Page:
Calcium-sensing receptor activation depresses synaptic transmission.The Journal of Neuroscience : The Official Journal of the Society for Neuroscience 2008
C. G. Phillips, M. T. Harnett, W. Chen, and S. M. Smith The Journal of Neuroscience : The Official Journal of the Society for Neuroscience, 28:12062-70 (2008)
At excitatory synapses, decreases in cleft [Ca] arising from activity-dependent transmembrane Ca flux reduce the probability of subsequent transmitter release. Intense neural activity, induced by physiological and pathological stimuli, disturb the external microenvironment reducing extracellular [Ca] ([Ca](o)) and thus may impair neurotransmission. Increases in [Ca](o) activate the extracellular calcium sensing receptor (CaSR) which in turn inhibits nonselective cation channels at the majority of cortical nerve terminals. This pathway may modulate synaptic transmission by attenuating the impact of decreases in [Ca](o) on synaptic transmission. Using patch-clamp recording from isolated cortical terminals, cortical neuronal pairs and isolated neuronal soma we examined the modulation of synaptic transmission by CaSR. EPSCs were increased on average by 88% in reduced affinity CaSR-mutant (CaSR(-/-)) neurons compared with wild-type. Variance-mean analysis indicates that the enhanced synaptic transmission was due largely to an increase in average probability of release (0.27 vs 0.46 for wild-type vs CaSR(-/-) pairs) with little change in quantal size (23 +/- 4 pA vs 22 +/- 4 pA) or number of release sites (11 vs 13). In addition, the CaSR agonist spermidine reduced synaptic transmission and increased paired-pulse depression at physiological [Ca](o). Spermidine did not affect quantal size, consistent with a presynaptic mechanism of action, nor did it affect voltage-activated Ca channel currents. In summary, reduced CaSR function enhanced synaptic transmission and CaSR stimulation had the opposite effect. Thus CaSR provides a mechanism that may compensate for the fall in release probability that accompanies decreases in [Ca](o).
The endogenous polyamines spermine, spermidine and putrescine are present at high concentrations inside neurons and can be released into the extracellular space where they have been shown to modulate ion channels. Here, we have examined polyamine modulation of voltage-activated Ca(2+) channels (VACCs) and voltage-activated Na(+) channels (VANCs) in rat superior cervical ganglion neurons using whole-cell voltage-clamp at physiological divalent concentrations. Polyamines inhibited VACCs in a concentration-dependent manner with IC(50)s for spermine, spermidine, and putrescine of 4.7 +/- 0.7, 11.2 +/- 1.4 and 90 +/- 36 mM, respectively. Polyamines caused inhibition by shifting the VACC half-activation voltage (V(0.5)) to depolarized potentials and by reducing total VACC permeability. The shift was described by Gouy-Chapman-Stern theory with a surface charge density of 0.120 +/- 0.005 e(-) nm(-2) and a surface potential of -19 mV. Attenuation of spermidine and spermine inhibition of VACC at decreased pH was explained by H(+) titration of surface charge. Polyamine-mediated effects also decreased at elevated pH due to the inhibitors having lower valence and being less effective at screening surface charge. Polyamines affected VANC currents indirectly by reducing TTX inhibition of VANCs at high pH. This may reflect surface charge induced decreases in the local TTX concentration or polyamine-TTX interactions. In conclusion, polyamines inhibit neuronal VACCs via complex interactions with extracellular H(+) and Ca. Many of the observed effects can be explained by a model incorporating polyamine binding, H(+) binding and surface charge screening.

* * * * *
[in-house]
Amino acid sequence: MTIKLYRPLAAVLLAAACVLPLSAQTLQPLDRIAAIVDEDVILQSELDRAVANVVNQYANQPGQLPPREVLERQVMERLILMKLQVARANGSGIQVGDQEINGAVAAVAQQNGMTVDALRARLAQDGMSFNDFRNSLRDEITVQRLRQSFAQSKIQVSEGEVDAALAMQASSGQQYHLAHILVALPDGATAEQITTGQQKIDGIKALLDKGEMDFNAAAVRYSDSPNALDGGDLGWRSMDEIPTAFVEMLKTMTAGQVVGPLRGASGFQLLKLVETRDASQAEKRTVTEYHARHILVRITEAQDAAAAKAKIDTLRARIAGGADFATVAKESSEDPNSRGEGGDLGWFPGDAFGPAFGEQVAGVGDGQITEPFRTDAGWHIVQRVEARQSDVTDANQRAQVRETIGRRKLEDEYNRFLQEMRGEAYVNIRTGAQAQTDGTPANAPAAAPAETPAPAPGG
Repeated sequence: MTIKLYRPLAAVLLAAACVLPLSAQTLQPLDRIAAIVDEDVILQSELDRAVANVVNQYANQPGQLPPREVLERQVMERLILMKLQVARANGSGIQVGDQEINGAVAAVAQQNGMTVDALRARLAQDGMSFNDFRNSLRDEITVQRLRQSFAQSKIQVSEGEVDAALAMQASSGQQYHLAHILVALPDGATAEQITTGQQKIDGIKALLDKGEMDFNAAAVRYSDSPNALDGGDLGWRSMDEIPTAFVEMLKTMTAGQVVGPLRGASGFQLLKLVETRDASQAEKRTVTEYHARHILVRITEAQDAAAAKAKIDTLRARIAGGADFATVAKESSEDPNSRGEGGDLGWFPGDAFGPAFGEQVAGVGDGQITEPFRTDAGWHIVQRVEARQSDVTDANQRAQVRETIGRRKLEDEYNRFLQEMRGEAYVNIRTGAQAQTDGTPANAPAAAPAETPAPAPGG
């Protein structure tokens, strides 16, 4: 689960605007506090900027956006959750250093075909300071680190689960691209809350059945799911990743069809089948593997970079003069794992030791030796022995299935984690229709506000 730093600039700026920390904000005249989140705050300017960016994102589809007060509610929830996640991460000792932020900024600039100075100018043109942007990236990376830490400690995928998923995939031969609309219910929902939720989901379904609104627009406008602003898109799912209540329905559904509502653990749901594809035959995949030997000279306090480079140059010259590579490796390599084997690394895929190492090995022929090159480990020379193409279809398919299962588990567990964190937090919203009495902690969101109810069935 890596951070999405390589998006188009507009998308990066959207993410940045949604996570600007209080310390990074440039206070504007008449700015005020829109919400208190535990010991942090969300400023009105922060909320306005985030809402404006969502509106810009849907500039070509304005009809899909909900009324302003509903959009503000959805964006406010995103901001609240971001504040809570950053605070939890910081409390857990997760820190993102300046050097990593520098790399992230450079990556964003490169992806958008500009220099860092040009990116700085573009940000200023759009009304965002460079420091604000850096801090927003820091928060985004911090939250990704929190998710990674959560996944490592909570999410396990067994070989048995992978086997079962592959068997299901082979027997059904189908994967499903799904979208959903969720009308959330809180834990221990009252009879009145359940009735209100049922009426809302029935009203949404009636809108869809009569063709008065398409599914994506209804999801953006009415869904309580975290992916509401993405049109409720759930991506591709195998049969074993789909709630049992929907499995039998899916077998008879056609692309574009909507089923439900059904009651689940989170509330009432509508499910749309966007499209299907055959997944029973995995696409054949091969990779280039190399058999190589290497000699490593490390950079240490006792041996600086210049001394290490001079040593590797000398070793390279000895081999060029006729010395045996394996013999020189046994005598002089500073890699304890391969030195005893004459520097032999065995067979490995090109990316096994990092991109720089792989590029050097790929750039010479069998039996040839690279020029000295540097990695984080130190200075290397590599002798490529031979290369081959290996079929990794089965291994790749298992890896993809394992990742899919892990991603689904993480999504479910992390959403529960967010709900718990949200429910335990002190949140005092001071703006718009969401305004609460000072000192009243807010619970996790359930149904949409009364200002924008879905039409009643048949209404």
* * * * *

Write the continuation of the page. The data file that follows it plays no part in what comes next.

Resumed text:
Differential regulation of action potential- and metabotropic glutamate receptor-induced Ca2+ signals by inositol 1,4,5-trisphosphate in dopaminergic neurons.The Journal of Neuroscience : The Official Journal of the Society for Neuroscience 2007